Sword Art Online is a Japanese light novel series written by Reki Kawahara with accompanying illustrations drawn by abec. The series takes place in the near-future and focuses on various virtual reality MMORPG worlds. ASCII Media Works began publishing the novels on April 10, 2009 under their Dengeki Bunko imprint. Russia. With more than 16 million copies in print worldwide, there are future plans for publications in Germany, Italy, Austria, Switzerland, Vietnam and others. Kawahara also began writing a parallel series of light novels titled Sword Art Online: Progressive, a spin-off that focuses on the clearing of Aincrad, unlike the Aincrad stories of the main series. As of June 10, 2021, eight volumes have been published as part of the Progressive series. In addition to the original storyline of Sword Art Online and Sword Art Online: Progressive, Kawahara has also written and published Sword Art Online side stories. Accel World, have been sold at Comitia, Dengeki Bunko's Fair and have come along with the limited edition Blu-Ray/DVD Sword Art Online compilation volumes.
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Before Sword Art Online was published, Kawahara had posted Sword Art Online novels on his website and there are still a few side stories on Sword Art Online, although the original novels have been removed. In addition, Kawahara has published a side story of Sword Art Online in one of his other works, Accel World. In the tenth volume of Accel World, there is a chapter where it depicts a cross over between Sword Art Online and Accel World. Several of the side stories that he has released are in a collection called the Sword Art Online Material Edition, sold at the Comitia dōjinshi-selling event, which range from novels to manga. However, all of the art in the Material Editions is drawn by Kawahara himself. Aside from the light novels written by Kawahara, there are also two spin-offs written by other authors with supervision by him. The first one is Sword Art Online Alternative: Gun Gale Online series written by Keiichi Sigsawa and illustrated by Kouhaku Kuroboshi, while the other is Sword Art Online Alternative: Clover's Regret, written by Watase Souichirou and illustrated by Ginta. While both of these series take place in the same world as the main series written by Kawahara, they each feature different characters as the focus compared to the main series.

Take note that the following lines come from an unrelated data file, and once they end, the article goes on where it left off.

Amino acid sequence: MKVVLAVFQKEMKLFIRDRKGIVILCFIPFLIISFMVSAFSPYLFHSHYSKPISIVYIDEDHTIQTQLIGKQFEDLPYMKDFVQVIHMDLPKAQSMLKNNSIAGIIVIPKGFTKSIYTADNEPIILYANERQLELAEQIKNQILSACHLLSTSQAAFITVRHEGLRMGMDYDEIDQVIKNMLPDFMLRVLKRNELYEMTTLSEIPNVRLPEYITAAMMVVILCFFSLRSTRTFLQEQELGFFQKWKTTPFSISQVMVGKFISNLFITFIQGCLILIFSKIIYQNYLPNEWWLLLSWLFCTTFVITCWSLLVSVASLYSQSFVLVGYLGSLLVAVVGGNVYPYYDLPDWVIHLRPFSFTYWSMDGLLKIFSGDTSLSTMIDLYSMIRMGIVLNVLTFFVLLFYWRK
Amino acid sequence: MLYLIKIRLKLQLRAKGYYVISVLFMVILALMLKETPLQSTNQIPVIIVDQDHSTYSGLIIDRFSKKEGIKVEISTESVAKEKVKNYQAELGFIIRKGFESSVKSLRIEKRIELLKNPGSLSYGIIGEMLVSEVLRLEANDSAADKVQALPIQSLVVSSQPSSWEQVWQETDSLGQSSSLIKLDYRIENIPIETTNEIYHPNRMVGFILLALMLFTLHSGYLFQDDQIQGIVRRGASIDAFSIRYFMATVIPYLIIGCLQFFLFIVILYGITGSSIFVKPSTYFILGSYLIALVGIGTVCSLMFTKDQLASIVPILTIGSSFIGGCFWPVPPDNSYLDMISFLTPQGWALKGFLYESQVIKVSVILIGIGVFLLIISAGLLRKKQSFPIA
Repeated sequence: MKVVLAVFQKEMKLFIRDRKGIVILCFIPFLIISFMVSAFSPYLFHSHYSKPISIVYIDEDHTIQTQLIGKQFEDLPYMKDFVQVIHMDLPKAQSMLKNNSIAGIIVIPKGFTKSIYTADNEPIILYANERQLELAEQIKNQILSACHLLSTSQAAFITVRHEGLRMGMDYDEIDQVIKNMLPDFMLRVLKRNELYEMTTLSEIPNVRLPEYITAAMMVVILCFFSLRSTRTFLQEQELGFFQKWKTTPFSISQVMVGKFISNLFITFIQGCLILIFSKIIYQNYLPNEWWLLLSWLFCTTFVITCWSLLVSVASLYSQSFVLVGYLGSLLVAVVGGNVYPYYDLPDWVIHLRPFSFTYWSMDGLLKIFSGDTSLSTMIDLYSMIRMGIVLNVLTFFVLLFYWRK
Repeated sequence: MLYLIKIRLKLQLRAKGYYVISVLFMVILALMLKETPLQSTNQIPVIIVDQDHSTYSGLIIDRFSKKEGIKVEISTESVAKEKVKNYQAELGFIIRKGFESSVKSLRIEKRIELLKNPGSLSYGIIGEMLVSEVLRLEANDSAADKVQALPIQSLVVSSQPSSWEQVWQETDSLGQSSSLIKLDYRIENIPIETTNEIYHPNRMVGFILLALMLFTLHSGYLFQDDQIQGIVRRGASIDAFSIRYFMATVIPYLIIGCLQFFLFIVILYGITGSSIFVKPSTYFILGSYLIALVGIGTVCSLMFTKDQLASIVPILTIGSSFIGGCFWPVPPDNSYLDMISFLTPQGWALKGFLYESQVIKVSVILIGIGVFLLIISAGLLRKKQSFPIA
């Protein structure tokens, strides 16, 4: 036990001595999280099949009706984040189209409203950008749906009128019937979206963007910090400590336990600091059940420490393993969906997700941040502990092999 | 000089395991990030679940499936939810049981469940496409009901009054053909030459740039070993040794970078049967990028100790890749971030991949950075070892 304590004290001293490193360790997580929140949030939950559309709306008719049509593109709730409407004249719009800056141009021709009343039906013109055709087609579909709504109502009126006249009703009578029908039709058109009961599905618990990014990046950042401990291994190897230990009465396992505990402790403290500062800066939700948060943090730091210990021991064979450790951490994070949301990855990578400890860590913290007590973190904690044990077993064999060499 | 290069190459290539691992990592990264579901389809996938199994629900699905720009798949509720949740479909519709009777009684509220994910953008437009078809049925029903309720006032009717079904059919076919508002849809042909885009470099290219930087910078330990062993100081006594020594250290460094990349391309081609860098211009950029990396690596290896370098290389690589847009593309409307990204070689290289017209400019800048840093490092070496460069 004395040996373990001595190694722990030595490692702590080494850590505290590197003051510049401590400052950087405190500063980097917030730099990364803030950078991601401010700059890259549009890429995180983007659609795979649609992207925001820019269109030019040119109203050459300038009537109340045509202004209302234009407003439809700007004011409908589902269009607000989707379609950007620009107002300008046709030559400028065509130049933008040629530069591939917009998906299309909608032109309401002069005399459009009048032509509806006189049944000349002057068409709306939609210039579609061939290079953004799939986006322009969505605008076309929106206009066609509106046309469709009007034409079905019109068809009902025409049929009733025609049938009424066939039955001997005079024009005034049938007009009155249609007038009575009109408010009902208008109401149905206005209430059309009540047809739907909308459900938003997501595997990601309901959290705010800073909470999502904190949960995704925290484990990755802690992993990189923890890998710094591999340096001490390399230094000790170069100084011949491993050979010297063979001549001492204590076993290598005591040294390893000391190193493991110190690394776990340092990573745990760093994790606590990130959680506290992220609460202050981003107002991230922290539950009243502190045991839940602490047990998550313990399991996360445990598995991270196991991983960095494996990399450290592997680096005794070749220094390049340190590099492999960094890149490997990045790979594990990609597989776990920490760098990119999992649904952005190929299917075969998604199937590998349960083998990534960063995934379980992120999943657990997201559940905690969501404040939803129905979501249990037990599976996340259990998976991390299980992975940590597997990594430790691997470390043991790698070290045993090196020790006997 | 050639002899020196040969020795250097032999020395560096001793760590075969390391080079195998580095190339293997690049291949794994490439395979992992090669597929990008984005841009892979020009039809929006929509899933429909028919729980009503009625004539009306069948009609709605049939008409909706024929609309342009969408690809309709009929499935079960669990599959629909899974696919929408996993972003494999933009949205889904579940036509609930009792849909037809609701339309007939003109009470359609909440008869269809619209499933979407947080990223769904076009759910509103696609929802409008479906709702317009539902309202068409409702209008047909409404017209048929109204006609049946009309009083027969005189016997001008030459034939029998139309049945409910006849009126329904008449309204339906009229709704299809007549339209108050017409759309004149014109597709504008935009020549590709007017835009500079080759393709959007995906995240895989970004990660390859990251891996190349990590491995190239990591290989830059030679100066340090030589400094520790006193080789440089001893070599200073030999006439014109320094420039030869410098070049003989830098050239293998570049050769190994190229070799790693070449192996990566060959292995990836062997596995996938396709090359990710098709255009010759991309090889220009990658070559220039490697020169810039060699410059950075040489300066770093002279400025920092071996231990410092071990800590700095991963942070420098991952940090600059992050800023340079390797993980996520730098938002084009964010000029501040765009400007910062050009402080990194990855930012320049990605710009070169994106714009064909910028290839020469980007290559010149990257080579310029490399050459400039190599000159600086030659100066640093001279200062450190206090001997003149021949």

Afterword of the first light novel volume.(April 2009).1〉アインクラッド (電撃文庫) (in Japanese).26 V (in Japanese).(October 2012).1 (電撃文庫) (in Japanese).(June 2021). 8 (電撃文庫) (in Japanese). Kawahara, Reki.(in Japanese).
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Sword Art Online"Light Novel and Manga Release Details Listed". Kawahara, Reki (22 April 2014). Sword Art Online 1: Aincrad.(10 August 2009).2〉アインクラッド (電撃文庫) (in Japanese). Sword Art Online 2: Aincrad.(10 December 2009).3〉フェアリィ・ダンス (電撃文庫) (in Japanese). Sword Art Online 3: Fairy Dance.(April 2010).4〉フェアリィ・ダンス (電撃文庫) (in Japanese). Sword Art Online 4: Fairy Dance.(August 2010).5〉ファントム・バレット (電撃文庫) (in Japanese).
Sword Art Online 5. Yen On.(December 2010). (6) (電撃文庫) (in Japanese). Sword Art Online 6. Yen On.(April 2011).7〉マザーズ・ロザリオ (電撃文庫) (in Japanese). Sword Art Online 7. Yen On.(August 2011).8〉アーリー・アンド・レイト (電撃文庫) (in Japanese). Sword Art Online 8. Yen On.(10 February 2012).(9) (電撃文庫) (in Japanese). Sword Art Online 9. Yen On.(July 2012).10〉アリシゼーション・ランニング (電撃文庫) (in Japanese).
Sword Art Online 10. Yen On.(December 2012).11 (電撃文庫) (in Japanese). Sword Art Online 11. Yen On.(April 2013). (12) (電撃文庫) (in Japanese). Sword Art Online 12. Yen On.(10 August 2013).(13) (in Japanese). Sword Art Online 13. Yen On.14 (in Japanese). Sword Art Online 14. Yen On.15 (in Japanese). Sword Art Online 15. Yen On.(in Japanese).
Sword Art Online 18. Yen On.
Sword Art Online 16. Yen On.17 (in Japanese). Sword Art Online 17. Yen On.18 (in Japanese). Sword Art Online 18. Yen On. Yen Press (November 12, 2019). "Hi! Thanks for bringing this to our attention. Sword Art Online 18 is being released January 7th. We'll be sure to have the paperback listing on our site updated as soon as possible".19 (in Japanese). Sword Art Online 19. Yen On.20 (in Japanese). Sword Art Online 20. Yen On.21 (in Japanese).22 (in Japanese).
23 II (in Japanese).23 III (in Japanese).25 IV (in Japanese). Sword Art Online Progressive 1. Yen On.(December 2013). (2) (電撃文庫) (in Japanese). Sword Art Online Progressive 2. Yen On.(10 December 2014).(3) (電撃文庫) (in Japanese). Sword Art Online Progressive 3. Yen On.(10 December 2015).4 (電撃文庫) (in Japanese).